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      Archive for May, 2015

      May 31, 2015

      Tomkins: O praise the Lord (3:42)
      Clemens non Papa: Ego flos campi (6:01)

      Stile Antico

      In celebration of the group’s first decade, Stile Antico’s record label, Harmonia Mundi, invited each member to choose a favorite work from their recordings to date, and has brought them together to create a beautiful compilation album – an ideal introduction to Renaissance polyphony and to Stile Antico’s work. The group’s members have written about their repertoire choices in the accompanying booklet, which also features full texts and translations.

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      Rating: 4.3/5 (6 votes cast)

      Haydn: Sinfonia concertante in B-flat major (20:47)

      Ilya Gringolts, violin; Nicolas Altstaedt, cello; Alfredo Bernardini, oboe; Peter Whelan, bassoon; Arcangelo / Jonathan Cohen

      Mozart’s sublime Oboe Concerto and Bassoon Concerto (he wrote only one of each) are conjured into thrilling life by Arcangelo under the direction of Jonathan Cohen. In the Haydn Sinfonia concertante—written at the very zenith of the composer’s artistic popularity—four soloists combine with the orchestra in a spiral of theatrical competition.

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      Rating: 3.5/5 (2 votes cast)

      Ysaÿe: Solo Violin Sonata No 2 in A minor, Op 27 No 2 (13:02)

      Alina Ibragimova, violin

      Ysaÿe’s Sonatas for solo violin were sketched out in a fevered 24 hours during the summer of 1923, a response to the question of why—in over two hundred years—no one had attempted to follow the path forged by Bach. Each of these six Sonatas is dedicated to and customized around the playing style of a contemporary violinist. Russian virtuoso Alina Ibragimova, whose earlier recording of the Bach Sonatas was revelatory, turns out performances fully worthy of this distinguished ancestry.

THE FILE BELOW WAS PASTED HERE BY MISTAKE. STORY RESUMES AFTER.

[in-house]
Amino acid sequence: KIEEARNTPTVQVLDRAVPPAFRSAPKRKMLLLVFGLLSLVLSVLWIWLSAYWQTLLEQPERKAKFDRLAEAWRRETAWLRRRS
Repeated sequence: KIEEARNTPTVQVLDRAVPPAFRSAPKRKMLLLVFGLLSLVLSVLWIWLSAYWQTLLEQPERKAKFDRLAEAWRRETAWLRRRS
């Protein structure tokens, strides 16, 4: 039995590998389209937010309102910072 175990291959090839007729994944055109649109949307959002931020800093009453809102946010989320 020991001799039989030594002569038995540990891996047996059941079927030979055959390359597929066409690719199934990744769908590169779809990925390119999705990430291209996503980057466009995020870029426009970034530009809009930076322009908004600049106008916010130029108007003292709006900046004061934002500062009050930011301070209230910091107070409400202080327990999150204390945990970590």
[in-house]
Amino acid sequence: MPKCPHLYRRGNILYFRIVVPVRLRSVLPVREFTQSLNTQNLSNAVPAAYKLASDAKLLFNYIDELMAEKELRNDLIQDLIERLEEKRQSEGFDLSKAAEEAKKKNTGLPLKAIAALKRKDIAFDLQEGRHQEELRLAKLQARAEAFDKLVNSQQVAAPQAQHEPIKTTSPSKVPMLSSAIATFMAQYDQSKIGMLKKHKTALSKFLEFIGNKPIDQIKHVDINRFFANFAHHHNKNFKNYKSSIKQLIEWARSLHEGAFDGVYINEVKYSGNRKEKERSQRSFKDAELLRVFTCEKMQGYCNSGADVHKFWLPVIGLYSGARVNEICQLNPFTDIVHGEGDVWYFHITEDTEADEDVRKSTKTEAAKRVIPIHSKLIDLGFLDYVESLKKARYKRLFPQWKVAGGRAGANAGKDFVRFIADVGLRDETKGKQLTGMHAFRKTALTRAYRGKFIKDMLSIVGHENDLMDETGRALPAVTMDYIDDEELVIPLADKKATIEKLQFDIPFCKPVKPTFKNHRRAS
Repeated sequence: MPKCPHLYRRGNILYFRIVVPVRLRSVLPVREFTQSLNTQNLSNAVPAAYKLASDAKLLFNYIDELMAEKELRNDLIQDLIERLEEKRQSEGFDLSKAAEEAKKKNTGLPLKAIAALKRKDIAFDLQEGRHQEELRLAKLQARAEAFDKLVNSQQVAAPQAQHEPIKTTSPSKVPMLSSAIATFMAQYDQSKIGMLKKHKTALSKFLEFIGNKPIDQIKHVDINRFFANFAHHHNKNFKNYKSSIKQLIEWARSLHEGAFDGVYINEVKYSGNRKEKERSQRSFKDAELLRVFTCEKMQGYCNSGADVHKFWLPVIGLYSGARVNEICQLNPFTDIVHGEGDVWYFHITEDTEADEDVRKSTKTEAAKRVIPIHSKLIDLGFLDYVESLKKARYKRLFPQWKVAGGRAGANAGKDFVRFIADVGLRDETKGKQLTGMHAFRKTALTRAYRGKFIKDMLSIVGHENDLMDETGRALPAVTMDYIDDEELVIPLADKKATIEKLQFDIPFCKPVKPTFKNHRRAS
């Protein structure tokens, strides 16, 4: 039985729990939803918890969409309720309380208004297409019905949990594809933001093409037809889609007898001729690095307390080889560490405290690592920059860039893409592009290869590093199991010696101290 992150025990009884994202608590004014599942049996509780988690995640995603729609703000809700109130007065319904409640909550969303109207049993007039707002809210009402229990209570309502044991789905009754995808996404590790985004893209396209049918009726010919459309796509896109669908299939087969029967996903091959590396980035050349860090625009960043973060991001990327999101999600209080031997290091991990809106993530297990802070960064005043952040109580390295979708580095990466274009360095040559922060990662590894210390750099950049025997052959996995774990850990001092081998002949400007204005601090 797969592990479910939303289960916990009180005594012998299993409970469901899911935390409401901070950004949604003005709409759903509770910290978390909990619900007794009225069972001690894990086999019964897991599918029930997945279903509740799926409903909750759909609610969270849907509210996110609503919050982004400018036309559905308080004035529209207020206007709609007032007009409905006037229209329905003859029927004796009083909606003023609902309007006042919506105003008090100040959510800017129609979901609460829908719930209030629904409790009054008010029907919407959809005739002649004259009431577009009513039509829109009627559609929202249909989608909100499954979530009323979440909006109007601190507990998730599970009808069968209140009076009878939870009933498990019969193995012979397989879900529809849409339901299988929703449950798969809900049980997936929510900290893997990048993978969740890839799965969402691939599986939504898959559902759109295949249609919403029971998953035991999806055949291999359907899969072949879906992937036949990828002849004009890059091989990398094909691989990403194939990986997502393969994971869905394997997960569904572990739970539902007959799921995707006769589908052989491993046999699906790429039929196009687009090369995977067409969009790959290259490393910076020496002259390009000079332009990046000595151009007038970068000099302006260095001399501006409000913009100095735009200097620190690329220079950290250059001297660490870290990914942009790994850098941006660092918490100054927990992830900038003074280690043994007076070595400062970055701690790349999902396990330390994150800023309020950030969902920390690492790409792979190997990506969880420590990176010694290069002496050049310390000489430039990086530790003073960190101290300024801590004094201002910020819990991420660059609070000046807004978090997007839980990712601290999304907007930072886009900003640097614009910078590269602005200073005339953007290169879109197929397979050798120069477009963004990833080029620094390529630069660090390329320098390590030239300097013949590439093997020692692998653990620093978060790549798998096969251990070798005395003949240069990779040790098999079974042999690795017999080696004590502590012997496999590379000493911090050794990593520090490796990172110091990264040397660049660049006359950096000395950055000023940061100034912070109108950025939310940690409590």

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      Rating: 3.8/5 (6 votes cast)

      Bach: Solo Violin Partita No 3 in E major, BWV 1006: Preludio (4:01)

      Jennifer Pike, violin; Sinfonietta Cracovia / Craig Leon, moog synthesizer

      In January 2015, Moog Music, the 60-year-old analog synthesizer company, announced that it would once again build the large format modular synthesizer first introduced by its founder and inventor, Dr Robert Moog, in 1964. Sony Classical has released ‘Bach to Moog,’ an album showcasing the newly re-issued synthesizer in works by Bach. This is the first album to be recorded utilizing this system, which integrates the synthesizer into the orchestra as a solo instrument and also as a processor of other instruments.

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      Rating: 3.6/5 (10 votes cast)

      D’Indy: Suite dans le style ancien, Op 24 (16:19)

      Iceland Symphony Orchestra / Rumon Gamba

      This is the sixth and final volume in Chandos’ survey of orchestral works by Vincent d’Indy. The project, with the Iceland Symphony Orchestra and Rumon Gamba, has aimed to bring the composer’s neglected, eclectic, and richly orchestrated works to a wider audience. Previous volumes have garnered many awards, confirming Chandos’ reputation as a top label in the groundbreaking search for neglected musical gems.